Work-Life Guilt

For those new to the field or who have never worked in the dental industry, there is a misconception that dentists work minimal hours and make tons of money. For most dentists, this is not the case. You must be available to your patients when they have an emergency. You may spend sleepless nights fretting about a complex case. You may stress about paying back your student loans or covering overhead and payroll.

Dentists carry the stress of a medical professional and the burden of running a business. That can mean long hours away from your family, missing important events, and navigating some callous feelings of guilt and frustration. 

Finding work-life balance is crucial to career longevity in the dental field. Fortunately, CDP is here to help. We emphasize physical, spiritual, and emotional development, allowing our clinicians to find greater health through balance. Schedule a call with a Hiring Manager to discuss how we can foster your path to a long and rewarding career of changing lives through excellent care.

Speak with the CDP Recruiting Team
Dr. Craig Copeland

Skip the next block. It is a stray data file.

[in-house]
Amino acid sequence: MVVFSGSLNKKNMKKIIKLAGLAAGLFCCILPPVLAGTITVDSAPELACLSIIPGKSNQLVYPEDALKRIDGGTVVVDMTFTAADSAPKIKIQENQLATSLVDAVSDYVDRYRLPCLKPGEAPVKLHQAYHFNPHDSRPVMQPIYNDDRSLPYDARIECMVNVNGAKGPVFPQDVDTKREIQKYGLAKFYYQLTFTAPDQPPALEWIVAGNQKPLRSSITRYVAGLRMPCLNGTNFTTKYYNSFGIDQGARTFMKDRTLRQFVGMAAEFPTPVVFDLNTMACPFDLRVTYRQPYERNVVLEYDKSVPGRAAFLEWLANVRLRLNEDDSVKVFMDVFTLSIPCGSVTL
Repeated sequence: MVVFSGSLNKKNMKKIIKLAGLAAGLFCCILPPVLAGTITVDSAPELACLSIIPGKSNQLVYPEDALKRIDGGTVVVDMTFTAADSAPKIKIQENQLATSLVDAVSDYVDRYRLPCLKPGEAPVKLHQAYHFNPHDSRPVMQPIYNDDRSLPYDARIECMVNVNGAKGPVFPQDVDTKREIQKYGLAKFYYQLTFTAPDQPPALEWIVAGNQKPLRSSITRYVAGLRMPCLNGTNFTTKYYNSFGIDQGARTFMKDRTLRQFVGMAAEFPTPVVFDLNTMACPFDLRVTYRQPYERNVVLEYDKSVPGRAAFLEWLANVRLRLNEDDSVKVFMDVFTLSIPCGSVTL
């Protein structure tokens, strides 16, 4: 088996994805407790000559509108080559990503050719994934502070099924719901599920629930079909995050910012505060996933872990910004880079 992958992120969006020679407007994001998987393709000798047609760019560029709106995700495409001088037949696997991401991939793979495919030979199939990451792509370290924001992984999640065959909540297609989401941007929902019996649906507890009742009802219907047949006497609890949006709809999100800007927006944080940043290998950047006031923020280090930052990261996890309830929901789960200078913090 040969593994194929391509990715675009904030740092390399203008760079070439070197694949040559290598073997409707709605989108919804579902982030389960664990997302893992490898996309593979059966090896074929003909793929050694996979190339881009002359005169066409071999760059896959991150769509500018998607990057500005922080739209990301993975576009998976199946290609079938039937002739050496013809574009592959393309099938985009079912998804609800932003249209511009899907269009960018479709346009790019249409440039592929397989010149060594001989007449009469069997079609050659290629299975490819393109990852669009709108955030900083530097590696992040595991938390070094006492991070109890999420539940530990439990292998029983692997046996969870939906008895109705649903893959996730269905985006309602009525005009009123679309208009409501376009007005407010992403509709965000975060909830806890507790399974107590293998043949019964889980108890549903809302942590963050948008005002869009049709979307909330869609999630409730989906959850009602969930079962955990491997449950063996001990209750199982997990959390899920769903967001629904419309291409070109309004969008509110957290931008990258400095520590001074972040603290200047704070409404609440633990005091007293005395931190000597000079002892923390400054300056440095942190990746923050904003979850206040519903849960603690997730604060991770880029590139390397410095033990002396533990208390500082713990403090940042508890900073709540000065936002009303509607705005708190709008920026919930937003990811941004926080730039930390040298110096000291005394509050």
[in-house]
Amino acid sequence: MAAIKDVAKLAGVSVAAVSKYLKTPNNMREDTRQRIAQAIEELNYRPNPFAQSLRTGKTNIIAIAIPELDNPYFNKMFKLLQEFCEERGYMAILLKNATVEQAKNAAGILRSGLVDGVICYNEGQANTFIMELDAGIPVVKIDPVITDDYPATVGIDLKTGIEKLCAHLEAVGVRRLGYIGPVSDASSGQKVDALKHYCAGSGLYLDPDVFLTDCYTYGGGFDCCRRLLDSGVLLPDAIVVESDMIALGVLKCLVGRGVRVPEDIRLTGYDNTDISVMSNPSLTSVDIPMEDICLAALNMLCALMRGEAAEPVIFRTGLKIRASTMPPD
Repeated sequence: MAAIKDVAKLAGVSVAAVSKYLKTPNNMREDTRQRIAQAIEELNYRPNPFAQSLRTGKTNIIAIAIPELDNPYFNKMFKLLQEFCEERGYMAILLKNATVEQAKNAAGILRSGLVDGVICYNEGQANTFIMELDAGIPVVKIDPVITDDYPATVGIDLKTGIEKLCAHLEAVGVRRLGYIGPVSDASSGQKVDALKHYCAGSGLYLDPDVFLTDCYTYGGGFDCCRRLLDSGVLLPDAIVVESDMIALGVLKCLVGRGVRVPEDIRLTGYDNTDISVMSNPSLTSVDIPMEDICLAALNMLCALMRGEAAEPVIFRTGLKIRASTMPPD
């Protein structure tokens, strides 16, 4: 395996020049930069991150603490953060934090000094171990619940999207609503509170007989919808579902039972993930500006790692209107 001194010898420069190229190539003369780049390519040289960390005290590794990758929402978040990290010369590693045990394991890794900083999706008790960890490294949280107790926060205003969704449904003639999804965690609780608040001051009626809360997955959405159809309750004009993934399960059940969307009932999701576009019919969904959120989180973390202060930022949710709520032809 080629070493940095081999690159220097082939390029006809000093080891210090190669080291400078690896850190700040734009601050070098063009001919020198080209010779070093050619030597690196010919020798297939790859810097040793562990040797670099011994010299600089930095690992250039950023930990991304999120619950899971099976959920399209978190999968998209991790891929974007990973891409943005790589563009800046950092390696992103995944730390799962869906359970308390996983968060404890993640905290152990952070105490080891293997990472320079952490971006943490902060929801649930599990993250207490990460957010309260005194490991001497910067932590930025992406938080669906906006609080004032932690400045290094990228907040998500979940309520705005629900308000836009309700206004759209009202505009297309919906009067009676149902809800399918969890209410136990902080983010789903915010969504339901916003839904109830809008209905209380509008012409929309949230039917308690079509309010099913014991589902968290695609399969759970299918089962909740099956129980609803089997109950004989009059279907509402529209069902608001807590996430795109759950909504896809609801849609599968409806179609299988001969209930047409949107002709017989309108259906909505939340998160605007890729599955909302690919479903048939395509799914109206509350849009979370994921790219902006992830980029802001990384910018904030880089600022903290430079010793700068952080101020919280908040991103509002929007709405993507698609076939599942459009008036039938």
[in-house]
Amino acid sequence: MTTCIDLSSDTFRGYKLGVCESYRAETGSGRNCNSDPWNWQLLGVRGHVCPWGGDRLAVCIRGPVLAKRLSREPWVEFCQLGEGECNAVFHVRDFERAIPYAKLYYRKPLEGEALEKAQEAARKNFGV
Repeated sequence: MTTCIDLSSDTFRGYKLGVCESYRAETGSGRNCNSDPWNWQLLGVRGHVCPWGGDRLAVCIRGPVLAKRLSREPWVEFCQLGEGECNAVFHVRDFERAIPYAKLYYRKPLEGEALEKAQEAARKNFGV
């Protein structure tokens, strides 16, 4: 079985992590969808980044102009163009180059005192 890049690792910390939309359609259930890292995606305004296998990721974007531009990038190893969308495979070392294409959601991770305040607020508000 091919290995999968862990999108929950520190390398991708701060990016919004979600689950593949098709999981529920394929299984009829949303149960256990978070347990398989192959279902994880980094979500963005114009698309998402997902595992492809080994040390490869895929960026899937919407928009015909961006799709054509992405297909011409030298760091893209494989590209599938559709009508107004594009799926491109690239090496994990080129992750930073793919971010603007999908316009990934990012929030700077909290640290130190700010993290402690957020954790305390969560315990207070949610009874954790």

Dr. Craig Copeland Chief Dental Officer Community Dental Partners

A graduate of Brigham Young University’s Business Finance department and the University of Florida’s College of Dentistry, Dr. Craig Copeland, DMD first joined Community Dental Partners (CDP) in 2010, after co-founder Dr. Chad Evans invited him to an interview.

He instantly fell in love with CDP’s mission to elevate dentistry, make great dental care accessible, and provide unique and amazing experiences for underserved communities. The organization’s culture aligned with his own beliefs and he knew that CDP would offer him the ideal environment in which to grow.

Today, Dr. Copeland is the Chief Dental Officer of Community Dental Partners and focuses on helping CDP’s doctors exceed in their careers, through mentorship, training, and strengthening CDP’s support systems.

Dr. Copeland lives in Texas with his family: his wife and four children. He’s an avid sports fan, and supporting his children in their activities, such as basketball, gymnastics, and soccer, keeps him busy. He also likes to travel to new places with his family whenever he can.